Tahlequah Daily Press

November 25, 2013

Nuts may be good for you, but are they worth their weight in gold?

Managing Editor

TAHLEQUAH — “Nuts are good for you,” my husband reminded me as he scooped handfuls of walnuts, and then pecans, into plastic bags at Reasor’s last week. On our way to the car, I scanned the receipt, to find out what had cost us an arm and a leg. It was those nuts – fully a quarter of the entire bill, about $25.

The arrival of the nut crop is one good reason for dreading this time of year. I know nuts are all in vogue these days as being among the “good fats,” along with avocados and coconut oil. And the farmers and retailers know it, too. They understand that behind every wife trying to manage a household budget is a husband repeating the mantra of “they’re good for you,” which somehow justifies the higher grocery bill.

If you haven’t shopped for nuts this season and were wondering about the going rate, let me save you the trouble: They range from $5.99 to $7.99 a pound, in their weighty hulls. I’m pretty sure that pecans – the most popular nut in these parts – were at the top of the heap. And speaking of nuts of a sort and “good fats,” by the way, have you priced coconut oil lately? It’s around $8 or $9 for a pint jar containing what looks like vegetable shortening. Seems a steep price to pay for a healthier batch of popcorn.

I hear other excuses for the nefarious nut purchases. An especially popular one has to do with my candy-making proclivities this time of year. I make about 15 types, and most of them have nuts in them. The most popular seem to be my English toffee and my Southern pralines; the former features almonds, and the latter, pecans.

But here’s the rub: When it comes times to actually shell the nuts for the candy-making, I’m told this is “too much trouble – why don’t you just buy ones that are already shelled?” When I remind the “excuse-maker” the candy was part of the rationale for buying a 55-gallon drum’s worth of various nuts, the response –usually uttered in a defiant tone typical of those of Italian ancestry – is that it will take too long to shell that many nuts, and the preferred time to complete the candy-making is NOW. (Incidentally, I could not think of a noun that aptly described one who incessantly makes excuses, and when I tried to Google for suggestions, the third entry from the top was “a man.”)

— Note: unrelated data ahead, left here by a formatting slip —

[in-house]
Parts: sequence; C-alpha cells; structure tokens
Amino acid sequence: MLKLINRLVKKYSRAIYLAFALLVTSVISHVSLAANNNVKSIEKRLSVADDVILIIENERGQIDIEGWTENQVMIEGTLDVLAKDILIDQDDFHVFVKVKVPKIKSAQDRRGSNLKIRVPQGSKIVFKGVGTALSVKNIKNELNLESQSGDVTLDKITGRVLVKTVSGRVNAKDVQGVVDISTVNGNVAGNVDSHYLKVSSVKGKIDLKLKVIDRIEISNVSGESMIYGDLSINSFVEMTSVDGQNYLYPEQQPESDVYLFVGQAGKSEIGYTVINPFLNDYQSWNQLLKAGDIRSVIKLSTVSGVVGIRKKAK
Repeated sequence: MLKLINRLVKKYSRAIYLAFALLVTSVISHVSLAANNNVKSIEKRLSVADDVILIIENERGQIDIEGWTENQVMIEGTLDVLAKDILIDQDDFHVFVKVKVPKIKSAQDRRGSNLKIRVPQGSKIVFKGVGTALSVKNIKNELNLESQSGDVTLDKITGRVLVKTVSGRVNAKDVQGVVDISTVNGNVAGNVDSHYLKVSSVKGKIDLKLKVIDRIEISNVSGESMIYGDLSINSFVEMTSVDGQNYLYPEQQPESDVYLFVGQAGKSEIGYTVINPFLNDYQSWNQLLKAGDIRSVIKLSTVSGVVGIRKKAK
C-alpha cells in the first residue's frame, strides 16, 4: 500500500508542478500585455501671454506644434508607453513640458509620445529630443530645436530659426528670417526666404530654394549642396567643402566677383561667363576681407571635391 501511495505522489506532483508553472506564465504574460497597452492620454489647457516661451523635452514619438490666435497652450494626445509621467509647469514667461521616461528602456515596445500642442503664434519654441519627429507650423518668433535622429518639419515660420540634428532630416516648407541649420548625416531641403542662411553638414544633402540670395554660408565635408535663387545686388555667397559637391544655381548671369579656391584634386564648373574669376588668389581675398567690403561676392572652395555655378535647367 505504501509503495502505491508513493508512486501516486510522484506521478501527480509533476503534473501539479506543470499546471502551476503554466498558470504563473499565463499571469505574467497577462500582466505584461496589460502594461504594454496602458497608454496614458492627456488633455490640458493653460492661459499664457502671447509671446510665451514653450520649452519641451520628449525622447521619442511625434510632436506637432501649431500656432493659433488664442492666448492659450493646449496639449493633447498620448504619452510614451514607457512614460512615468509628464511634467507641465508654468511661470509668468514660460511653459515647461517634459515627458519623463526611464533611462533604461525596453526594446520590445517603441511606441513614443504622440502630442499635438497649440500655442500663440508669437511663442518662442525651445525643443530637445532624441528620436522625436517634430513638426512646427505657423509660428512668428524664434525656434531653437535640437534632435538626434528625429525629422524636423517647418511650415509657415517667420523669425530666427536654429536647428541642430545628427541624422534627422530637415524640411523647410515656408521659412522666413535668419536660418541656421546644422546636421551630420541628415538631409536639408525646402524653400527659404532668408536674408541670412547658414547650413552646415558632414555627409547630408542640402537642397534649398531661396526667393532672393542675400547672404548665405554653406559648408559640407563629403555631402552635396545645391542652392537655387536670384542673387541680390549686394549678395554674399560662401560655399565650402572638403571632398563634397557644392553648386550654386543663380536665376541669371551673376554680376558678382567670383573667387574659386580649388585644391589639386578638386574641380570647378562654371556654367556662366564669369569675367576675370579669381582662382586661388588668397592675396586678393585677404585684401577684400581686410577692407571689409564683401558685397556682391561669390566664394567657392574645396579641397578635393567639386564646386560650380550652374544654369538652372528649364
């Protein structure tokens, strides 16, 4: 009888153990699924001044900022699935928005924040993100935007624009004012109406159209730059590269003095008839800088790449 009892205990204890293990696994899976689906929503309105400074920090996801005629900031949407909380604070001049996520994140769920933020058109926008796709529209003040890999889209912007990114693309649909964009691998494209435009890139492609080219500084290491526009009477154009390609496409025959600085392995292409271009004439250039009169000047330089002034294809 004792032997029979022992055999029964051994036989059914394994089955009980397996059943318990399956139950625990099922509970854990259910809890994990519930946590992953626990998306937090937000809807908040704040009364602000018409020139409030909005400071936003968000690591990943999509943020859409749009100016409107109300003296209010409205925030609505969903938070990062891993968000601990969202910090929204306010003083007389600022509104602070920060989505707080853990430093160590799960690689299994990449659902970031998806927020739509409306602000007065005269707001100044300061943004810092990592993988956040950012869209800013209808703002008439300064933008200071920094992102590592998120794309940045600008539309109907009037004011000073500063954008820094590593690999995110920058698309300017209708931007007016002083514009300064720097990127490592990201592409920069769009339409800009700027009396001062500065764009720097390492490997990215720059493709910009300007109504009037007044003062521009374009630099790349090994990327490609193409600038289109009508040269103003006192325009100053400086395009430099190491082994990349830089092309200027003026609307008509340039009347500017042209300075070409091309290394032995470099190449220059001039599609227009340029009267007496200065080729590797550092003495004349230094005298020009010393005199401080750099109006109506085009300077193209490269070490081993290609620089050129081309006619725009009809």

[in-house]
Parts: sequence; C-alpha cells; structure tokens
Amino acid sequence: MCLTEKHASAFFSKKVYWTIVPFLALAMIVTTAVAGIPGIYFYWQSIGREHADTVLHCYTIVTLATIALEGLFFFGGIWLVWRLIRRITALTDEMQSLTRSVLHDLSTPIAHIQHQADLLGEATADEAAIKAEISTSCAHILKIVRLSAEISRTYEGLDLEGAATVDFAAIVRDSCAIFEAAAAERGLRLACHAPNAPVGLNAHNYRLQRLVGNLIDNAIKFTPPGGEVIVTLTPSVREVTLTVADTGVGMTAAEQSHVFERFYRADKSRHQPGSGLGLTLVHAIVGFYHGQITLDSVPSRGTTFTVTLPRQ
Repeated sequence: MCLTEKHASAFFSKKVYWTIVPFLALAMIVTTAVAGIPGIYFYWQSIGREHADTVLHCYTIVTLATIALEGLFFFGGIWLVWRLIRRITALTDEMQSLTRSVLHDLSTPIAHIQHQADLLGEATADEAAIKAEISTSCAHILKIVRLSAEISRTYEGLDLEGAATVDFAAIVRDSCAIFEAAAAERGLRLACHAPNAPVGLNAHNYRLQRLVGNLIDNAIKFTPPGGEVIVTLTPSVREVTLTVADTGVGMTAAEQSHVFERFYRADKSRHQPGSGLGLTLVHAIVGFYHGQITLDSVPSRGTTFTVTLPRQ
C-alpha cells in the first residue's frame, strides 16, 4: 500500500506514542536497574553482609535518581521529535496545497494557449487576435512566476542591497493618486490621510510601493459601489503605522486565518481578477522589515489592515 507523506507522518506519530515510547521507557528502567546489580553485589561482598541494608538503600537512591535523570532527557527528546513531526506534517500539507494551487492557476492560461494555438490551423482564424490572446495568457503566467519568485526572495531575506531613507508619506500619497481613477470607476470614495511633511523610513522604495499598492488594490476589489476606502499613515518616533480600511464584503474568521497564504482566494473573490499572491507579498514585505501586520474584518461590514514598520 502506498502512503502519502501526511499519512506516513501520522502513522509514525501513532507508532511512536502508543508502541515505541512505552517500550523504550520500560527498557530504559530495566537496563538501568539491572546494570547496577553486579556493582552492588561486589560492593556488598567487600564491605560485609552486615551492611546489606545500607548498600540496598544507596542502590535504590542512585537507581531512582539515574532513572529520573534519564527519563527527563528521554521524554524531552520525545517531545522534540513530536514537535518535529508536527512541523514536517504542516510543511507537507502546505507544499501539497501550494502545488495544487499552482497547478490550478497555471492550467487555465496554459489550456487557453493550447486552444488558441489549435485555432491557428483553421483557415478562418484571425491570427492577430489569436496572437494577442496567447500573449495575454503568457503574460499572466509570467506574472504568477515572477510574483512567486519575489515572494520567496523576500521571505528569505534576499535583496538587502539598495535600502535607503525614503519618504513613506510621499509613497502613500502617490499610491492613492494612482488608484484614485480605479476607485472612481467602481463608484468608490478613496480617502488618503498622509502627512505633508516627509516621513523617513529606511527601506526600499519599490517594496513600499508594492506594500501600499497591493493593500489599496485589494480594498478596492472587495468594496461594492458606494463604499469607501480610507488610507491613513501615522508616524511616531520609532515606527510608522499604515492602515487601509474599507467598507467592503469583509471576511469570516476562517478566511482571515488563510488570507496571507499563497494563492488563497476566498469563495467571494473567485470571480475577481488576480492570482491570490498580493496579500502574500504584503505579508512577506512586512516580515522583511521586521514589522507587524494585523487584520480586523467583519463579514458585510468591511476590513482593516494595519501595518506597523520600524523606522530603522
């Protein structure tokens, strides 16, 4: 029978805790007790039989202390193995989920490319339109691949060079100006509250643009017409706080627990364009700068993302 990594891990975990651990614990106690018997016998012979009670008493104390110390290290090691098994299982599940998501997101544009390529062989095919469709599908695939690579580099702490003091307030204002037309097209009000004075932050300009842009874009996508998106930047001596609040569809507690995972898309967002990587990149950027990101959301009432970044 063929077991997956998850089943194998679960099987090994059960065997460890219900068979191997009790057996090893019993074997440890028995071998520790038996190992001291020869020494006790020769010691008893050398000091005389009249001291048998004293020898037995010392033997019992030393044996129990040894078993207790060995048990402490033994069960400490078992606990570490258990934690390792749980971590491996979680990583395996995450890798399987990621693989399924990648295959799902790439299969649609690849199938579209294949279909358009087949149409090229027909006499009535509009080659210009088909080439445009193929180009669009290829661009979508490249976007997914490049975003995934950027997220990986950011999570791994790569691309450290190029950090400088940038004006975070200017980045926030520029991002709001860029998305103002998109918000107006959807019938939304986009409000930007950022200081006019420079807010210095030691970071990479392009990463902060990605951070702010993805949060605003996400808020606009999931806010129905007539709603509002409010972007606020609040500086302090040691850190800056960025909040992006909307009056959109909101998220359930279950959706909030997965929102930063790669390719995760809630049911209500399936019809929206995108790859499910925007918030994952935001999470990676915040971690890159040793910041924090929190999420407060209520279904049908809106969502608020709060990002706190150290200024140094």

What’s happening is not difficult to discern. The nut-buyer wants all the jacketed treats for himself, to be leisurely cracked and savored one at a time, thus requiring the purchase of extra nuts for the candy. And have you priced packaged, shelled and cleaned nuts lately? Don’t look at the shelf tag for a can of cashews unless you can get your handbag open quickly enough to throw up into it. Macademias? We won’t even go there.

I would consider foregoing the foray into confection concoction this year, except my recent questioning of Sarah Palin’s intellectual prowess cost me enough Facebook friends to engender a psychological complex. I dare not risk losing real-time, geographically proximate friends by robbing them of the expected seasonal goodies. Why, one could lose valued co-workers, dentists, hair stylists, family doctors, mentors, and even workout partners for such an outrage.

Yet since the economy around here hasn’t really improved since George W. Bush opened two battle fronts and sent the price of Rice A Roni spiraling from 75 cents to $1.29 a box, it’s incumbent upon me to save money somewhere. A random look at the Reasor’s register tape for the past six months, fresh from the “I-save-everything” bin, reveals where I can cut some corners.

The gourmet cheeses, hard salami, cured Italian meats, pickled vegetables, canned peppers, and “blond” Oreo cookies (not the double-stuffed, just the regular kind) have got to go. At least for the time being.

This will require vigilance on my part. It means that instead of intently watching the display monitor as the cashier rings up my purchases to make sure I’m not overcharged, I will have to keep an eye on what’s going by on the conveyor belt. I don’t know about the rest of you wives, but that’s where I “get took.”

Many women praise my husband because he always helps with the shopping, and he gallantly pushes the cart while I study the shelves and check off the grocery list. These admirers don’t realize he does this mainly so he can sneak expensive, off-list treats into the cart – things that are rarely on sale and for which we never have coupons.

I seldom notice these indiscretions until they’re being rung up, and I can’t yell, “Hey, I didn’t authorize that!” without embarrassing my husband. That action would buy me an animated spate of the yelling and gesticulating for which Italians are also famous.

I have not informed my husband of my intentions, and I would appreciate it if those who know him would not beat feet to be the bearer of bad tidings.

Such revelations require a great deal of planning and must be imparted with finesse. Besides, if you can’t keep your trap shut, you’d better hope you weren’t on the list of candy recipients. The consequences will be swift, and your nut allotment will go to someone else.

Kim Poindexter is managing editor of the Tahlequah Daily Press.